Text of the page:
14 NU s School Psychology Internship Should that be insufficient, the university supervisor should become involved to provide assistance. The university supervisor will notify the university s director of clinical training that concerns have been noted and will specify these concerns. At that time, a plan will be developed by that contains specific goals that are agreed upon in writing by all three parties (i.e., the student, site supervisor, and the university supervisor). A date for a review of the plan will be specified. 3. Finally, if resolution/improvement does not occur within the temporal framework agreed upon, the university s director of clinical training will be requested to mediate. At that time, previous concerns and plans to address the concerns will be reviewed. All parties will then agree upon additional specific, written plans and a timely follow-up review date will be established. 4. Finally, if problems continue, the core faculty of the school psychology program will meet to determine an appropriate course of action. Such actions may include changing supervisors, changing sites, repeating the fieldwork experience or the student s termination from the program. Deadlines for Essential Paperwork for the Program and Certification Students should retain a copy of all their paperwork for their records. The department will only keep records for seven years. Forms and Due Date in the Fall Semester: September 30: Student & Supervisor Information Form September 30: Internship Agreement Form September 30: Internship Training Plan Last class of fall semester: o Fall Assessment of Internship Student's Progress (multi-page assessment of your skills rated by field supervisor) o Logs The following documents must be given to your university supervisor no later than the last class of the spring semester. Interim Logs (until last class) End of Year Internship Form (completed by student) Spring Assessment of Internship Student's Progress (multi-page assessment of your skills rated by field supervisor), Assessment of Internship Field Site (completed by student), Assessment of University's Support of the Internship Experience (completed by field supervisor) Satisfaction with the School Psychology Program Questionnaire (completed by student)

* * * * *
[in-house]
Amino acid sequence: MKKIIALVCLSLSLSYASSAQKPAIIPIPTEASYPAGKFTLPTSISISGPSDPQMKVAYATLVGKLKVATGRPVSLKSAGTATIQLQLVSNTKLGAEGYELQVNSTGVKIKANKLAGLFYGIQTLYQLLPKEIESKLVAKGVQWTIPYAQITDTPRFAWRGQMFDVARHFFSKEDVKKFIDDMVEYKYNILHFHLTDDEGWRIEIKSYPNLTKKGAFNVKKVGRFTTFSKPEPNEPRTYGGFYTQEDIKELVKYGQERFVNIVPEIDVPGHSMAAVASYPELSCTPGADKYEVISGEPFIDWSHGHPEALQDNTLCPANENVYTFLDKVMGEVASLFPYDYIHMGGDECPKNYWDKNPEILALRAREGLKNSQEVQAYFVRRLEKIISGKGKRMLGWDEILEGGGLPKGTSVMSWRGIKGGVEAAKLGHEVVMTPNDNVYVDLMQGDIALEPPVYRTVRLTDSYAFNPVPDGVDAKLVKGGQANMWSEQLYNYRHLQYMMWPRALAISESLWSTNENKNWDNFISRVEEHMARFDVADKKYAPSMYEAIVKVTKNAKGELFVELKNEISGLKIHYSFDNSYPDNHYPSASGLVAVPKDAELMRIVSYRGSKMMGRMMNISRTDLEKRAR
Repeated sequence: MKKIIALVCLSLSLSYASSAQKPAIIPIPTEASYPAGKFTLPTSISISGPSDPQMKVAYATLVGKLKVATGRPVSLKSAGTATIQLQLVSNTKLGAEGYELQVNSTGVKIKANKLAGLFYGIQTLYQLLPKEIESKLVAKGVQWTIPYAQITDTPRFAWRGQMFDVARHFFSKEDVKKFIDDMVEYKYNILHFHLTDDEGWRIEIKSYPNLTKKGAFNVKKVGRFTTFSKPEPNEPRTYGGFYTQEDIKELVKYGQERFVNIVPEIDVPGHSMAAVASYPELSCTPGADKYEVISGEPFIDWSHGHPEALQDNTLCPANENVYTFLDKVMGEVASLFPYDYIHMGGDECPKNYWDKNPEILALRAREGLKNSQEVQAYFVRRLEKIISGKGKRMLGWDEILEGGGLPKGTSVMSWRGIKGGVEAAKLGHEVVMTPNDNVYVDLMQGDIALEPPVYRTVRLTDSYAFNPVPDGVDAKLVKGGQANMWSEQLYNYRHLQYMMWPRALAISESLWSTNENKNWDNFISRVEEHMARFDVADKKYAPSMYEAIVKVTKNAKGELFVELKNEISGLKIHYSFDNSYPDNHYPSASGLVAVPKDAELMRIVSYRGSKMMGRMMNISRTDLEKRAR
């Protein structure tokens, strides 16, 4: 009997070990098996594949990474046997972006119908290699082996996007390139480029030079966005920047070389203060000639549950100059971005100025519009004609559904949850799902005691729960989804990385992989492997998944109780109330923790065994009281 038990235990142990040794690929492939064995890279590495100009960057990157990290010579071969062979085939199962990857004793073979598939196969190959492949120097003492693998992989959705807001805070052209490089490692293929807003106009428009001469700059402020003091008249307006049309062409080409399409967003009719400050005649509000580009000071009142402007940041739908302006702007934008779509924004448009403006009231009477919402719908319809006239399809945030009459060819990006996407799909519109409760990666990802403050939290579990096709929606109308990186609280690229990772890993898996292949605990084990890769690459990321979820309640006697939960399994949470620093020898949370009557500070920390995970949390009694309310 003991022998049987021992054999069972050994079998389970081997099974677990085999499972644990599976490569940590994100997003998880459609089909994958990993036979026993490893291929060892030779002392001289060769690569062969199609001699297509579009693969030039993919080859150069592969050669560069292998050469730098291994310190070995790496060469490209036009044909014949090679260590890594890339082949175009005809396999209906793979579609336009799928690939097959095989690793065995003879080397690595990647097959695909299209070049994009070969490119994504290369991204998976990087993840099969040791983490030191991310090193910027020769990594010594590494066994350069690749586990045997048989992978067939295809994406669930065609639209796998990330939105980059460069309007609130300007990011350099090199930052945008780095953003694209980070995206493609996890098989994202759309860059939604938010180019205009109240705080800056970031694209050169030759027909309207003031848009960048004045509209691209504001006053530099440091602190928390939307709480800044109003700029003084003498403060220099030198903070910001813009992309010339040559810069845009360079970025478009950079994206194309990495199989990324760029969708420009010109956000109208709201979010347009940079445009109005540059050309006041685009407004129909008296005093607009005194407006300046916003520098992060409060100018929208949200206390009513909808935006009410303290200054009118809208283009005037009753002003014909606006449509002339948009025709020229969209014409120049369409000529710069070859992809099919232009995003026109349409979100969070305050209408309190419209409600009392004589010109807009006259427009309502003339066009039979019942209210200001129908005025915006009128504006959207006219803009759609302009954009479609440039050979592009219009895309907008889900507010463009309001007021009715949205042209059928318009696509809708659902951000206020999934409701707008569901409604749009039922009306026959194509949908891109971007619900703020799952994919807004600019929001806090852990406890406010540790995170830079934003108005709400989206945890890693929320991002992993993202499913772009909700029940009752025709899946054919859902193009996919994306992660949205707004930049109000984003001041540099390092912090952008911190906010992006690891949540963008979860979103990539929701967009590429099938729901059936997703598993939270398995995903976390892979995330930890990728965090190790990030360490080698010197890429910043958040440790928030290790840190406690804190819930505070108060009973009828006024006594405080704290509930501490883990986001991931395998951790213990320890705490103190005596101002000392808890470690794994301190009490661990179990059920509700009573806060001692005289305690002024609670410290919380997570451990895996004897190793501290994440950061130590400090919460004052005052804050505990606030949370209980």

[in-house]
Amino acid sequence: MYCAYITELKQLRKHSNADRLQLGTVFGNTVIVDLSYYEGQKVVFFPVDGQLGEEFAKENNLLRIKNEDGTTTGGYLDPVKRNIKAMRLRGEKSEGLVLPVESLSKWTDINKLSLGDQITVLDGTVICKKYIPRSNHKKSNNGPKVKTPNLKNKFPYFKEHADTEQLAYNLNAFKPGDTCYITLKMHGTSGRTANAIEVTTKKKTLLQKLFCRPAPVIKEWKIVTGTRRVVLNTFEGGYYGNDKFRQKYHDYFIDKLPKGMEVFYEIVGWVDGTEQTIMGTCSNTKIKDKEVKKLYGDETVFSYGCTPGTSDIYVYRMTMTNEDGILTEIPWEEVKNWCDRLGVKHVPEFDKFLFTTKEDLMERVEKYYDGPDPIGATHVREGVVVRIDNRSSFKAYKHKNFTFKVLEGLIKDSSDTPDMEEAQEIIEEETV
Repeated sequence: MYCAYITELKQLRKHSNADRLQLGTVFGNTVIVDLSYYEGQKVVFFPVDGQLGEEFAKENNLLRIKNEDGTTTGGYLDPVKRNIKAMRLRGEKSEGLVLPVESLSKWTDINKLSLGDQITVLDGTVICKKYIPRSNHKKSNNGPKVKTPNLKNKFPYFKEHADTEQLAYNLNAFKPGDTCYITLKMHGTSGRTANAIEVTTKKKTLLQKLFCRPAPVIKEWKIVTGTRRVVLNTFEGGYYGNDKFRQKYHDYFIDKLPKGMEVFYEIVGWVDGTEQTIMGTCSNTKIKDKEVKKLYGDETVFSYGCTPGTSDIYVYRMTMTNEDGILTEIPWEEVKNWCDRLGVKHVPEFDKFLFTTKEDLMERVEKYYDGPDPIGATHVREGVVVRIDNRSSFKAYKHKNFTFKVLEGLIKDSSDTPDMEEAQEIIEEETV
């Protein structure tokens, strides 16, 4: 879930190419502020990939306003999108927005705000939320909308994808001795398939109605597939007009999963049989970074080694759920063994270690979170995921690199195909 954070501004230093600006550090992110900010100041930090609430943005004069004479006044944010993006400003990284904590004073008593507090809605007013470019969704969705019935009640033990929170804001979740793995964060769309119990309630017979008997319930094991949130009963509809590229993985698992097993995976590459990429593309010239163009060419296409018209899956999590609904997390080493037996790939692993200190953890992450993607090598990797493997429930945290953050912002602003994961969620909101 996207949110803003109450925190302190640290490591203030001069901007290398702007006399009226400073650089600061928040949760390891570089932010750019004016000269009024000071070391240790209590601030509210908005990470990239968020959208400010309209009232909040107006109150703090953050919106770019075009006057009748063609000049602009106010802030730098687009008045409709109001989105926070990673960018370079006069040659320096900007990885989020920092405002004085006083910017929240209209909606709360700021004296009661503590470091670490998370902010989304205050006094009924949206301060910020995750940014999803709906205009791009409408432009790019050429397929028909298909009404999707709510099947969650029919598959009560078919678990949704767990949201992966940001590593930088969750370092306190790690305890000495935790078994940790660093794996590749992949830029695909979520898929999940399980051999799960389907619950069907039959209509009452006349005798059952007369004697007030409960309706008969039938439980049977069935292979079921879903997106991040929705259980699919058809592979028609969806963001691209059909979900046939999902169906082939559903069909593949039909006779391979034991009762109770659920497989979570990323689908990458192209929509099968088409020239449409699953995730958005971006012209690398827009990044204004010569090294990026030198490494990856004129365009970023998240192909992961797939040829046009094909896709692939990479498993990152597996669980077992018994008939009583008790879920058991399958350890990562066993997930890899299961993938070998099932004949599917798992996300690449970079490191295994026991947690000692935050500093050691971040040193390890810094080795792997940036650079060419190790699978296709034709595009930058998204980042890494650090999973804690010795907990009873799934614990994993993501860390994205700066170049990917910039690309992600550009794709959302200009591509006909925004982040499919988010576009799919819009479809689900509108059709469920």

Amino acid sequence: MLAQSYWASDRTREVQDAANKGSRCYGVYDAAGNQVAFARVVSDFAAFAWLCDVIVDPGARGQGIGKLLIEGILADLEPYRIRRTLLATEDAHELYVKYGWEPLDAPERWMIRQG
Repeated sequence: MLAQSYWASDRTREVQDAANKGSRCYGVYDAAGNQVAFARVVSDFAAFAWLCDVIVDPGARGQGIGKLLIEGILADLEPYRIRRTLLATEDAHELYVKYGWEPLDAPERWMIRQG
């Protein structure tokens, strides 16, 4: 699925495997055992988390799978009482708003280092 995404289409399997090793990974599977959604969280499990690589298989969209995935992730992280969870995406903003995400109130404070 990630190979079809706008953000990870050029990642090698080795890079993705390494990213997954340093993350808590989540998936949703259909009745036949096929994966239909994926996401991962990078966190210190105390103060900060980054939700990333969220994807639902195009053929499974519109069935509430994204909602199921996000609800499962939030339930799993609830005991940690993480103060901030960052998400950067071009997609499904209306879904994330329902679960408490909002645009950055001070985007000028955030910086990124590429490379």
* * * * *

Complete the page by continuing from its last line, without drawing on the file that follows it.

15 NU s School Psychology Internship 15 The following documents are due no later than June 15. Failure to submit documents by that date can jeopardize timely institutional endorsement for state certification/licensure and national certification and postpone endorsement. Faculty will not write any letters to a potential employer or a state department of education pertaining certification until all paperwork has been received by the program director. Final logs Internship Documentation Form (2 page document with initials verifying 3 contacts & yes/no evaluation of competency areas) Massachusetts Department Of Education Form: Initial License as a School Psychologist Certification & Educator s License Clearance Checklist Form Educator Licensure Information Sheet: Request for Initial License School Psychology Praxis Scores, including all subtests Verification of School Psychology Program Completion form (NCSP Application) Overview of the School Psychology Internship Evaluation System 1. During the internship year, both formative and summative performance-based evaluations of interns are completed by both program faculty and field-based supervisors. The systematic and comprehensive assessments are to ensure that interns demonstrate professional work characteristics and attain competencies needed for effective practice as school psychologists (according to 2010 NASP standards). In addition to the evaluations of interns, internship sites and university program are also evaluated. The overarching purpose of the school psychology internship evaluation system is to provide data so that judgments can be made about different elements of the internship program. These elements are discussed below. The obtained data are used to assess the graduate student's progress and to further develop and improve the internship program and the overall school psychology program at Northeastern University. The graduate student's progress with respect to important school psychology knowledge and skills. In this regard the "Assessment of Internship Student's Progress" questionnaire is completed by the field supervisor two times during the course of the internship experience: immediately prior to the end of the fall and spring semesters.
16 NU s School Psychology Internship The quality of the university s training and supervision. Two questionnaires are used to assess this area. At the end of the internship experience, the graduate student and field supervisor individually complete the questionnaire, "Satisfaction with the University's School Psychology Program". At the end of the internship experience, the field supervisor completes the "Assessment of University's Support of the Internship Experience" questionnaire. 3. The quality of the internship site s training offerings and supervision. To assess this area, at the end of the internship experience, the graduate student completes the "Assessment of the Internship Field Site" questionnaire.